At end 2012, total grains consumption falls, says IGC
For its final Grain Market Report for 2012, the International Grains Council (IGC) has revised slightly its grains supply and demand forecasts for 2012-13 “as harvests have been completed in some countries, but the outlook is largely unchanged”.
Total grains production is expected to fall by 5% year-on-year, said the Report for 2012 November, “and despite a contraction in consumption for the first time in 14 years, stocks are set to fall by 45mt to 324mt”.
The IGC Grains and Oilseeds Index is down by 2% from a month earlier but as the Report has said “this masks divergent underlying trends… the soyabean and rice sub-indices have declined by 7% and 1% respectively”. [You can get the Grain Market Report for 2012 November here (pdf), and the data tables for the crops in this zip file.]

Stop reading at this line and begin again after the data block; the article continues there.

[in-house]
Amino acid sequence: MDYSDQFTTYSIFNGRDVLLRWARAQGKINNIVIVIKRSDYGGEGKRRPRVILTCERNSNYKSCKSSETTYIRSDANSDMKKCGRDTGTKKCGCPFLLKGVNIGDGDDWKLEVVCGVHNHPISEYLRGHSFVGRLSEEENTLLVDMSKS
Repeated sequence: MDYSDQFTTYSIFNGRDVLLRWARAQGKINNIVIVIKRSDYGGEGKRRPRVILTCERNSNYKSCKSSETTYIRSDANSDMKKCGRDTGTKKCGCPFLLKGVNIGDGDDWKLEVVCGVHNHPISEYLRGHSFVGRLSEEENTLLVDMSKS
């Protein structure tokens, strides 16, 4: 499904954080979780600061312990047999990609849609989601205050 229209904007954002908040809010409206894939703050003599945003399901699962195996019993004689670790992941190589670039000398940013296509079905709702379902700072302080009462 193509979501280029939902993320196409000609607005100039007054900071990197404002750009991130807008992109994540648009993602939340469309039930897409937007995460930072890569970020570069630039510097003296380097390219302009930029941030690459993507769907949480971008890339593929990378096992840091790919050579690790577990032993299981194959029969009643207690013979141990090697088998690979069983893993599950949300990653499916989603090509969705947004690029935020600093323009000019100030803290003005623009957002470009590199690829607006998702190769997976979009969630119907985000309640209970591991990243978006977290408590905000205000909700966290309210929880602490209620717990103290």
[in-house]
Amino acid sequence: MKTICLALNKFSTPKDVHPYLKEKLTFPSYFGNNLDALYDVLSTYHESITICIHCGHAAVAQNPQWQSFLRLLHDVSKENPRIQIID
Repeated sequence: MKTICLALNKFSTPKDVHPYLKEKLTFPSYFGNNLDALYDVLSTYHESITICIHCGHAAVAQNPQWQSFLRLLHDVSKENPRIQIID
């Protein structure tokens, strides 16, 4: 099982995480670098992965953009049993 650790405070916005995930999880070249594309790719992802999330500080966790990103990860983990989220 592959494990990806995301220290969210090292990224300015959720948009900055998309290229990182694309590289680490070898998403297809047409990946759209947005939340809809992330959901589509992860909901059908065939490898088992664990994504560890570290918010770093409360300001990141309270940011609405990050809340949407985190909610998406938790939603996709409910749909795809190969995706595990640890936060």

In the wheat market, the Report has said that speculation about dwindling Black Sea supplies and the prospect of export curbs in Ukraine have dominated, yet flows from the region have defied expectations.
“This has limited price upside from weather-related worries for 2012-13 crops currently being harvested in the southern hemisphere, and conditions for the recently planted winter wheat in the north,” said the Report. Given high prices, the total wheat harvested area for 2013-14 is set to increase by 2%, although the IGC has warned that conditions for parts of the US crop are a concern.
Maize prices outperformed other grains with improved US export hopes and less than favourable planting conditions for South American crops which are critical given tight supplies. In contrast, rice prices have been relatively stable, but Asian markets were pressured by new crop supplies and mostly limited activity.